AMY: That's great. I'm curious about other support that you've received. Paul White of the Wagner School has said that social entrepreneurship is pursued through networks and teams, not just by individuals who are more traditionally recognized for being social entrepreneurs. And I noticed on your website that Atlas Corps had received a variety of support from a number of different boards: the board of advisers, the senior advisory board, board of trustees and then you also have many funders and partners. It's very impressive considering the amount of time that your program has been around. So I was wondering if you could talk a little more about the support that Atlas Corps gets? Not just financial, but moral support and connections and things like that and what roles they've played in Atlas Corps's success.

SCOTT: Well thank you. It's been impressive and it's been impressive precisely because of what the network of individuals have done. I should say from the onset that I am eternally grateful for the literally hundreds of people who have contributed hundreds of hours to Atlas Corps to make it into a success. Some people go to other countries for to months just to help Atlas Corps out. There have been many, many people, some of whom are close friends of mine and others who I'd never met before, who have stepped up the past two years to make Atlas Corps a success. We have really tried to approach this from a network strategy. We've been very good at getting a little bit of support from a lot of sources. We have difficulty getting a lot of support from little sources but we're working on that. As I said, we have some Colombian government sources, we have government resources. We've had humanity sources. We've had Humanity United support our efforts against human trafficking these first couple years. We've had corporations like Dupant, as I've mentioned before. And almost 2,000 individuals have supported Atlas Corps. Last year we were quite honored to win the Giving Challenge where almost 17,000 people contributed to Atlas Corps online over a six week period. We raised $33,000 in the process and won $50,000 from the Case Foundation contest. This is only possible because of a large network of people who believe in this idea. Who believe that no one society has a monopoly on good ideas. Who believe that the only way we can address these problems is through global cooperation through the strength of our leaders and the strength of our cooperation's we're all better off. So we've been very luck and a great network of senior advisory members and even local friends and people around the world who have stepped up to make Atlas Corps a success.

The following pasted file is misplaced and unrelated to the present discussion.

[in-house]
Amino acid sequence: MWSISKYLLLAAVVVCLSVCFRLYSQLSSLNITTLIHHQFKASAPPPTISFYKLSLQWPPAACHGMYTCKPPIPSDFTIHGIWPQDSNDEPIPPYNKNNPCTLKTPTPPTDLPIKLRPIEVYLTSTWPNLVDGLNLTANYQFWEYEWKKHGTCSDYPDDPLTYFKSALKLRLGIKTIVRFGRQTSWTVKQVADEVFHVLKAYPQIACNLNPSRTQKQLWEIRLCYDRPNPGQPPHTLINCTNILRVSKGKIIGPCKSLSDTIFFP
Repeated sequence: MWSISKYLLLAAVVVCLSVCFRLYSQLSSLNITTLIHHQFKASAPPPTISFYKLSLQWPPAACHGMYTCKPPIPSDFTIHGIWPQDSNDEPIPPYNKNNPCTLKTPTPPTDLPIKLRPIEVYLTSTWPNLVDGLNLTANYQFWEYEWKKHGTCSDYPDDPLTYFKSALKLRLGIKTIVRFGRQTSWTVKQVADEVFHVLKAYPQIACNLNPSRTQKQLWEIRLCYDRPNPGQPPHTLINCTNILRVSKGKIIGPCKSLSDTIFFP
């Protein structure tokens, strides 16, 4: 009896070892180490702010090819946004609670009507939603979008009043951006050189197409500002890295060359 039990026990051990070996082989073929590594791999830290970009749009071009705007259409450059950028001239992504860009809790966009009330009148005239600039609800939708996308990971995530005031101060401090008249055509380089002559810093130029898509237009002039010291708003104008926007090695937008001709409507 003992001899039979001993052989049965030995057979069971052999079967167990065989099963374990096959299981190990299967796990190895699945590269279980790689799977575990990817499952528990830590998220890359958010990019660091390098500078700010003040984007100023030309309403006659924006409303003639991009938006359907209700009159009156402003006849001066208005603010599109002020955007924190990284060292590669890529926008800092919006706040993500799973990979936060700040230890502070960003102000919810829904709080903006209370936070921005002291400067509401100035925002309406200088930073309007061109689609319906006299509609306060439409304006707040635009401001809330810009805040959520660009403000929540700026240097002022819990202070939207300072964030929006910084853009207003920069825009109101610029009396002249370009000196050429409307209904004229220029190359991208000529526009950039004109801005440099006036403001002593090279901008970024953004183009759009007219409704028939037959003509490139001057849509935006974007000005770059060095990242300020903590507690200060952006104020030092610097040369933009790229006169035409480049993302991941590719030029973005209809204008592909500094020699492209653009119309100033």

AMY: Why is Atlas Corps important right now?

SCOTT: I believe we're important because of two forces which are in play at this moment. The first has been happening for well over a decade: the globalization of the world, the globalization of the sector, the privatization of technology. We need to find a way in the nonprofit sector to promote best practices and find a way for leaders to cooperate and not compete. We cannot keep doing things the way we've been doing them for decades and hope that eventually we'll be able to fix the same old problems that have been around forever. We need to find new solutions. Which brings me to my second point: with this economic crisis that we're facing right now, which is only going to get worse before it gets better, the nonprofit sector needs to focus on solutions that are sustainable. Focus on solutions that strengthen leaders, communities, organizations, networks and promote cooperation. We can't afford to keep doing business as usual when the world isn't as it usually is.